Human beings are social by nature and need human interaction and connectedness. When people experience adequate levels of human interaction and connectedness, they feel a sense of satisfaction. On the other hand, when people are experiencing inadequate levels of interaction and connectedness, they feel lonely – something’s missing.
In our society filled with people who communicate primarily with a wide variety of technology, face-to-face social interaction has become less common, feelings of connectedness are rare, and people are lonelier than ever before. Technology can provide a false sense of being connected twenty-four hours a day, seven days a week. This feeling of virtual connection, however, may be deceiving, and people benefit with social face-to-face connections with other people.
Negative feelings of loneliness can lead to a variety of other health-related concerns and stress-related conditions including heart disease, high blood pressure and stroke. In addition, is often related to addiction, various forms of anti-social behavior, disrupted sleep patterns and various mental-health conditions. People experiencing long-term (chronic) form of loneliness are more susceptible to experiencing these wider effects of loneliness. If your participants are experiencing any of these effects, suggest they see a medical professional.
In order to deal successfully with all of the types of loneliness, people must find creative ways of coping. The Coping with Loneliness Workbook provides assessments and self-guided activities to help participants learn useful skills for coping creatively with the various types of loneliness. Many choices of self-exploration activities are provided for participants to determine which best suit their unique needs.
The four chapters include:
Level of Loneliness
Coping with Loneliness
Coping with Loneliness Card Deck
Need a creative way to start your session? Use the Coping with Loneliness Card Deck. The open-ended questions will break the ice and stimulate conversation. Use them alone or in conjunction with the corresponding page in the book.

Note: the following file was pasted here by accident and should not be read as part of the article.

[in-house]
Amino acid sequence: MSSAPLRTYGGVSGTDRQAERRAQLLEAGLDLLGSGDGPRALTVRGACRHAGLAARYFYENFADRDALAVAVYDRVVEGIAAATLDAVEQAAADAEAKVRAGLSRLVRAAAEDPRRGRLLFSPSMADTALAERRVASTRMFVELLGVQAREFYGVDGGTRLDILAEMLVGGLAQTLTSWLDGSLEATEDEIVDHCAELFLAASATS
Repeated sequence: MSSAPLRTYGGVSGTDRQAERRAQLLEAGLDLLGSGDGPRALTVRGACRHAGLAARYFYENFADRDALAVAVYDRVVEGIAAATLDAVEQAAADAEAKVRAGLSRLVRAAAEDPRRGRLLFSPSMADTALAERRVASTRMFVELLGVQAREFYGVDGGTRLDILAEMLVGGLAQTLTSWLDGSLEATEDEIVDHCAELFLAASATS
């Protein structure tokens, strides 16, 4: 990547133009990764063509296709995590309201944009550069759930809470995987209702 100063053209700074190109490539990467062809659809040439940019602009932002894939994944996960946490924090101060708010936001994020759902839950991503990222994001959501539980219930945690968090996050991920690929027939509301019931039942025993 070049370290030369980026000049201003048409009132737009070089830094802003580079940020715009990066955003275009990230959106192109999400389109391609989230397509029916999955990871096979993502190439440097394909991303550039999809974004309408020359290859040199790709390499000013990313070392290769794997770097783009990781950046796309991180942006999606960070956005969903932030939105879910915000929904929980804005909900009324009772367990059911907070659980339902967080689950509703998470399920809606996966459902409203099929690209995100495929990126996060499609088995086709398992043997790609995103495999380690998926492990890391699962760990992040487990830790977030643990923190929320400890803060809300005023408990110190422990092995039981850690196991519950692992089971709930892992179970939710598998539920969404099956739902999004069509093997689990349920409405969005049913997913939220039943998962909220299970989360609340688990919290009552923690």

About the Authors:
Ester Leutenberg has worked in the mental health profession for many years as an author, publisher and as an advocate for those suffering from loss. She personally experienced a loss when her son Mitchell, after struggling with a mental illness for eight years, died by suicide in 1986.
Soon after, as a way of both healing and helping others, she co-founded Wellness Reproductions & Publishing with her daughter Kathy Khalsa. Ester began developing therapeutic products that help facilitators help their clients. She is the co-author of theSEALS series for teenagers as well as Meaningful Life Skills for older adults, and the eight-book Life Management Skills series for adults.
Ester, a breast cancer survivor since 2003, has counseled other survivors in overcoming body-loss issues. Her involvements with Survivors of Suicide, the Coyote Task Force in Tucson, various support groups in Sun City Oro Valley and volunteering at two hospitals are among many ways she continues to feed her passion of helping mentally ill people, their facilitators and their families.
John J. Liptak is the Associate Director of Career Services and adjunct instructor in the Counselor Education Department at Radford University. He received his EdD in Counselor Education from Virginia Tech. He has worked in a variety of settings including a federal prison, a mental health center, a job training program, and now in higher education.
Dr. Liptak frequently conducts workshops on assessment-related topics. He has written seven books on career-related topics that have been featured in numerous newspapers including The Washington Post, The Pittsburgh Post-Gazette and the Associated Press. His work has also been featured on MSNBC, CNN Radio and on the PAX/ION television series, "Success Without a College Degree."
At Radford University, he works with college students entering internships or preparing for graduation and entrance in the workplace. Through individual coaching sessions, workshops, and classroom presentations he helps students develop the emotional intelligence skills they need to be effective in the world-of-work. He is teaching a senior-level course that will teach emotional intelligence skills to graduating seniors.
With Kathy Khalsa and Ester Leutenberg, John has written three comprehensive books for teachers and counselors to use with their students and clients: The Self-Esteem Program, The Social Skills Program, and The Stress Management Program: Inventories, Activities & Educational Handouts. With Whole Person Associates, he and Ester continue to co-write books to add to their Mental Health & Life Skills Workbook series, and their Teen Mental Health Series as well as the new Coping Series, the Mind-Body Wellness Series, and the Family Issues Series.
John resides in Radford, Virginia with his wife Kathy, and their Shih Tzu named "MacKenzie."